Bill to Create, Expand Public Shooting Ranges Passes Senate

04/15/19 6:30 AM | by

Shooting range berm showing range flag and Koingsberg targets

Shooting range berm showing range flag and Koingsberg targets

The bill, now headed to the U.S. House, would make it easier for states to use federal funds to create public gun ranges (Photo: Chris Eger/Guns.com)

A bipartisan measure designed to boost the number of shooting ranges available on public land passed the U.S. Senate last week.

The proposal, S.94, was introduced in January by U.S. Sens. Shelley Moore Capito, R-WV and Michael Bennet, D-Colo. The bill, which was reported favorably from the Committee on Environment and Public Works in February, passed the chamber as a whole in a voice vote on April 10 and now goes to the House for consideration.

Under the current guidelines, states must match federal government funding 25 cents on the dollar to begin working on public shooting ranges administered through local conservation agencies. To make that bar more obtainable, the bill drops the matching formula to 90/10 while also allowing funds to accrue for up to five years– up from two.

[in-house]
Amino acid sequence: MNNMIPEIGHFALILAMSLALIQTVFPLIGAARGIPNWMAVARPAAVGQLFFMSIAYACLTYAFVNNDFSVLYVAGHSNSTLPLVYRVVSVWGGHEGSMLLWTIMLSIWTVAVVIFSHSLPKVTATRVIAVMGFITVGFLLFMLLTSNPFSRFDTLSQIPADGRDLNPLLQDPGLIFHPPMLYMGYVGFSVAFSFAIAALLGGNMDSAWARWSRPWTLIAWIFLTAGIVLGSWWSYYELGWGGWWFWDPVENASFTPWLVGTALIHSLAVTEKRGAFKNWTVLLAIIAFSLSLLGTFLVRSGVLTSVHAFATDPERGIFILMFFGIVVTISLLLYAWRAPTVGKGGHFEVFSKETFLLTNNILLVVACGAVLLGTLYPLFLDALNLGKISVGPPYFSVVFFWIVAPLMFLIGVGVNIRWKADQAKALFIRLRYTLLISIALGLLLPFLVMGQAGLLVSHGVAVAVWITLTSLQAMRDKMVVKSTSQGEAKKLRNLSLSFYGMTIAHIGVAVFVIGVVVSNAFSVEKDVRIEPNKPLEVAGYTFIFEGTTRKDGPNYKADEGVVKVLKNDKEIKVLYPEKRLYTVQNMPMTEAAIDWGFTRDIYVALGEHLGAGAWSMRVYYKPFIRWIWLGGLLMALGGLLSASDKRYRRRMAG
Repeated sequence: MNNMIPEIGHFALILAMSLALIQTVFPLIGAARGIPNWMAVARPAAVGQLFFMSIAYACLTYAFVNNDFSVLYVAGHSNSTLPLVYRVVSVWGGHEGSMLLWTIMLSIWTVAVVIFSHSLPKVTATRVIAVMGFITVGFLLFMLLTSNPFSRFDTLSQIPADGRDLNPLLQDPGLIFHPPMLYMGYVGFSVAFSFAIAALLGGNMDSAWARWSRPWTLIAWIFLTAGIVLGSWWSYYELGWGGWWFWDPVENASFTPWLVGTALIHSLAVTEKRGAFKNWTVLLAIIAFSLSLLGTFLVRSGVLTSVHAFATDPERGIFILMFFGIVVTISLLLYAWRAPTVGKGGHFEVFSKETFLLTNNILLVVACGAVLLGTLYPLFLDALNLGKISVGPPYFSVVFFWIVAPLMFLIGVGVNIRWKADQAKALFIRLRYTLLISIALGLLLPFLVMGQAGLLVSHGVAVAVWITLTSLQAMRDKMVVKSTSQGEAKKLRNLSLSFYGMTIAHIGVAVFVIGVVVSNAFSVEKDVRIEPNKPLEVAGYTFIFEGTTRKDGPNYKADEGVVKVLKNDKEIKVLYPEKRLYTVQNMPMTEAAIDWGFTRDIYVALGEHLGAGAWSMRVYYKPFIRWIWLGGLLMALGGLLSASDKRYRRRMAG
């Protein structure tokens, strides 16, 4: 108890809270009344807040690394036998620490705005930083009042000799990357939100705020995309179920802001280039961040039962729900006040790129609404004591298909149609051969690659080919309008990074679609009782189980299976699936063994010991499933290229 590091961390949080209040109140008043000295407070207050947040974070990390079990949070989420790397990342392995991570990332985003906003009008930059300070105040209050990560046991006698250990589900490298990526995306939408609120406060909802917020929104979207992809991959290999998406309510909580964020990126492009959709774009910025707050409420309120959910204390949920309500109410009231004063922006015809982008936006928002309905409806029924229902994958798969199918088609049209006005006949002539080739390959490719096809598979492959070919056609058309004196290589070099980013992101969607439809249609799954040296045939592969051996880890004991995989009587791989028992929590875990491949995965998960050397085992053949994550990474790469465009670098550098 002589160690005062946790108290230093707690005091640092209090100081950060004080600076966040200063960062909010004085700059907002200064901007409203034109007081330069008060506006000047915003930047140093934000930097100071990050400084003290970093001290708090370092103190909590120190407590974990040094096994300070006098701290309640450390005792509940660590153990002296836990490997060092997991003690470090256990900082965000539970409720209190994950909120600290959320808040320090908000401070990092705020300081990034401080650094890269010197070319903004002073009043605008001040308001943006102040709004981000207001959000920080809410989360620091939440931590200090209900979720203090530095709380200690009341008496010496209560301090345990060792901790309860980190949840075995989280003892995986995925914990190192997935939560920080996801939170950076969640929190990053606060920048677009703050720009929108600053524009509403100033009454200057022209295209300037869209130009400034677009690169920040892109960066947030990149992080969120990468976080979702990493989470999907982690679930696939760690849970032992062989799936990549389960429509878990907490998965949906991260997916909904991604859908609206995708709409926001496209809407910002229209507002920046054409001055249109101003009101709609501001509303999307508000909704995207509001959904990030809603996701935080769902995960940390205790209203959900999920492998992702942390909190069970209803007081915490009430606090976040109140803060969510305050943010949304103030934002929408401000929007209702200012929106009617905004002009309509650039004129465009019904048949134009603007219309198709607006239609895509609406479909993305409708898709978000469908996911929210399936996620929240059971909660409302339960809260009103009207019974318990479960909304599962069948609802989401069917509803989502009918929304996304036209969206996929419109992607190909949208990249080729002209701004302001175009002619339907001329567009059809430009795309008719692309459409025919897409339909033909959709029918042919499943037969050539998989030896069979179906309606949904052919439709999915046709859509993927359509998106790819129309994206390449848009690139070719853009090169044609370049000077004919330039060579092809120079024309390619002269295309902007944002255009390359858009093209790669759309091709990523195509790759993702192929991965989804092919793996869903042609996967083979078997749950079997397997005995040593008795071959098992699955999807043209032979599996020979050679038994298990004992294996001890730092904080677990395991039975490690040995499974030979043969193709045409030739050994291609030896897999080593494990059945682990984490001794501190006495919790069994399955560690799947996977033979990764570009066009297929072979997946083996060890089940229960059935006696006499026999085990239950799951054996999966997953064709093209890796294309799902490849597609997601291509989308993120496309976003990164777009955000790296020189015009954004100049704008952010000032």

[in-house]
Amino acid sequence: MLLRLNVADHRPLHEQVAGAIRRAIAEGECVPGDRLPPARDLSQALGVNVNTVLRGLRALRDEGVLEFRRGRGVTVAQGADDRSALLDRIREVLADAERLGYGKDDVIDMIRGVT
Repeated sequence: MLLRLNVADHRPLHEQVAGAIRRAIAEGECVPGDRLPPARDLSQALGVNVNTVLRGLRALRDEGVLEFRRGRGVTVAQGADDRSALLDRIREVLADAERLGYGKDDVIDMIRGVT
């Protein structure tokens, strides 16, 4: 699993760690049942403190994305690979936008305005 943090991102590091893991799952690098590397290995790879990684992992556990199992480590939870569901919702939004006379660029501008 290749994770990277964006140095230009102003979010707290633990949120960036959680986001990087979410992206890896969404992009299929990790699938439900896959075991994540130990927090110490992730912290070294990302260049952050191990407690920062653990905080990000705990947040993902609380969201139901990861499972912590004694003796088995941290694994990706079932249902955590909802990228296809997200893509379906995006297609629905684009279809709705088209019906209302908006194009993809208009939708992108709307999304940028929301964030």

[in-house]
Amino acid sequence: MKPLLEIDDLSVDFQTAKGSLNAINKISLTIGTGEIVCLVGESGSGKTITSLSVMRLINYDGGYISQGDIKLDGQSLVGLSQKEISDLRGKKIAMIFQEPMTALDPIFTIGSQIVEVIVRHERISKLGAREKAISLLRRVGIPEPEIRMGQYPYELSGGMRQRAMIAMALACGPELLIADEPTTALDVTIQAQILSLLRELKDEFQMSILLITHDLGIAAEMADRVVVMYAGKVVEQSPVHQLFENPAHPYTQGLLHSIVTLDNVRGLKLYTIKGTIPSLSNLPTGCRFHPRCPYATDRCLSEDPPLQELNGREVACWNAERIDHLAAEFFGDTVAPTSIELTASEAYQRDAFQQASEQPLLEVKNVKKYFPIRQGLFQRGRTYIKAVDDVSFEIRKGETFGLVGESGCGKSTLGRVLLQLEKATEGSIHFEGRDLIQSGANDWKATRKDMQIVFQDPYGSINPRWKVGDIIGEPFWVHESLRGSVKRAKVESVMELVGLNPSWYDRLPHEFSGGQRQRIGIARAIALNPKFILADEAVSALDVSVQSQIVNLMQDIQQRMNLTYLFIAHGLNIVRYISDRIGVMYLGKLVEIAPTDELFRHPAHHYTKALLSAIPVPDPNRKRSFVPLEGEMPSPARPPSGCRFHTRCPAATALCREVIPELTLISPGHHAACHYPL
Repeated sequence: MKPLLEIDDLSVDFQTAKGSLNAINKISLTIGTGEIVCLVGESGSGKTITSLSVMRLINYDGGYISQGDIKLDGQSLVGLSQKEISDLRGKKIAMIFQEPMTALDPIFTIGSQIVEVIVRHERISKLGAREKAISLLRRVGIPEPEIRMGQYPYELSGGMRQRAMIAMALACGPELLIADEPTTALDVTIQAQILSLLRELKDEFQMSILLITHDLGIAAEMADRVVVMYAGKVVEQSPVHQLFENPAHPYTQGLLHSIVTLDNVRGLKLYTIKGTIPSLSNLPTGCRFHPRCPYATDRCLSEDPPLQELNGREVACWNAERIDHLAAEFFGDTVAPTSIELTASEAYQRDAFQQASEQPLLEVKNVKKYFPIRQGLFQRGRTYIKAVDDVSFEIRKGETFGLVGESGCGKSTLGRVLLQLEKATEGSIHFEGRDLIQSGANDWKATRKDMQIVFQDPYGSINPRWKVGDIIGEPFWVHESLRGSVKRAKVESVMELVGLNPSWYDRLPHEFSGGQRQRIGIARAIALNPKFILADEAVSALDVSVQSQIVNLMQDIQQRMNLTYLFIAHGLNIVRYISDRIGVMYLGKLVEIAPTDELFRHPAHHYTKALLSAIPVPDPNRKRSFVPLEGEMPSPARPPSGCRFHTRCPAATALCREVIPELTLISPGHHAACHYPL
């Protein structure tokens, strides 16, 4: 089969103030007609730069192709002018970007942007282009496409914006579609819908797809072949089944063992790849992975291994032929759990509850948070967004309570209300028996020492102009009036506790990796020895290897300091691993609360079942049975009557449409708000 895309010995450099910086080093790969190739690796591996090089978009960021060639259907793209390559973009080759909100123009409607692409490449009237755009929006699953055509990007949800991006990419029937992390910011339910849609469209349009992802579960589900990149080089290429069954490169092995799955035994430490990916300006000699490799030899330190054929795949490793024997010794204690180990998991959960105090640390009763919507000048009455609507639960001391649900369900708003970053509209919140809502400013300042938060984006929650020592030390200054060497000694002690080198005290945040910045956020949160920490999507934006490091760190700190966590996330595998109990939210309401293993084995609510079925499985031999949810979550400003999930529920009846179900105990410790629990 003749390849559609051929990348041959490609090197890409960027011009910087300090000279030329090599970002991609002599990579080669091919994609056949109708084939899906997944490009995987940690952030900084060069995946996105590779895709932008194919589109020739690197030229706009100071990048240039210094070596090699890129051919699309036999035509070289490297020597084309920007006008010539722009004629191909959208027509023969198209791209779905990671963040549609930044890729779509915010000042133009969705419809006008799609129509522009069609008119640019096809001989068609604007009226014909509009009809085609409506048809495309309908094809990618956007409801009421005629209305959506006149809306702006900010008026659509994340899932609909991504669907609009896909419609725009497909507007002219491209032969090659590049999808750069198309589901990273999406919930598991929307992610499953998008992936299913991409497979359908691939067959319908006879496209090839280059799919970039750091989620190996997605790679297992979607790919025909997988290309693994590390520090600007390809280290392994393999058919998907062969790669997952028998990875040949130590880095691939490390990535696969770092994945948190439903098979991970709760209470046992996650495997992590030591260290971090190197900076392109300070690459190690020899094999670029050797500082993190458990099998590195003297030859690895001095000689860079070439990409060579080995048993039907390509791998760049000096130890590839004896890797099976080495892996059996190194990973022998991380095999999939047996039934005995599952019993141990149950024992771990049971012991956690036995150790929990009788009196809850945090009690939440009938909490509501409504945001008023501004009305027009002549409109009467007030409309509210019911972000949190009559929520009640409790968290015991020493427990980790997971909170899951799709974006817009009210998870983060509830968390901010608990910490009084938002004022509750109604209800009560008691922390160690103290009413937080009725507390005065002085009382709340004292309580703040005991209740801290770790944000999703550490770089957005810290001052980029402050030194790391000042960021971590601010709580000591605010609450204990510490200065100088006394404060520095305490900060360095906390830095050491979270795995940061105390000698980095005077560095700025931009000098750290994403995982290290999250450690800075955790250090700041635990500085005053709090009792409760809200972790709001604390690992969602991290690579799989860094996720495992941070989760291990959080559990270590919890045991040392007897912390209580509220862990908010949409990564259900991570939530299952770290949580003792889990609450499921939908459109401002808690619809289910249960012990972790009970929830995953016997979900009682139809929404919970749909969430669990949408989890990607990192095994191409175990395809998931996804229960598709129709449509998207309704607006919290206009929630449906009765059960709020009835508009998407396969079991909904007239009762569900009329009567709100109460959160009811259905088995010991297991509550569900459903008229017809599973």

As such, S.94 would modify the Pittman-Robertson Wildlife Restoration Act. This 80-year-old law uses an excise tax levied on all firearms and ammunition sold or imported into the country to perform conservation-related tasks as varied as restoring elk habitat to funding safety programs and establishing public shooting ranges.

Paid for by manufacturers and producers, the fund has been pushed into overdrive in recent years because of a spike in gun and ammunition sales. Earlier this month, conservation officials announced over $670 million in Pittman-Robertson funds would be available to states this year alone.

The range expansion bill is endorsed by gun rights organizations like the National Rifle Association as well as firearms trade groups such as the National Shooting Sports Foundation.

“Public shooting ranges provide hunters a place to sight in rifles and shotguns before hunting seasons, for people to take firearm safety and hunter education courses and, for recreational target shooters to enjoy their sport,” said Larry Keane, NSSF senior vice president and general counsel.

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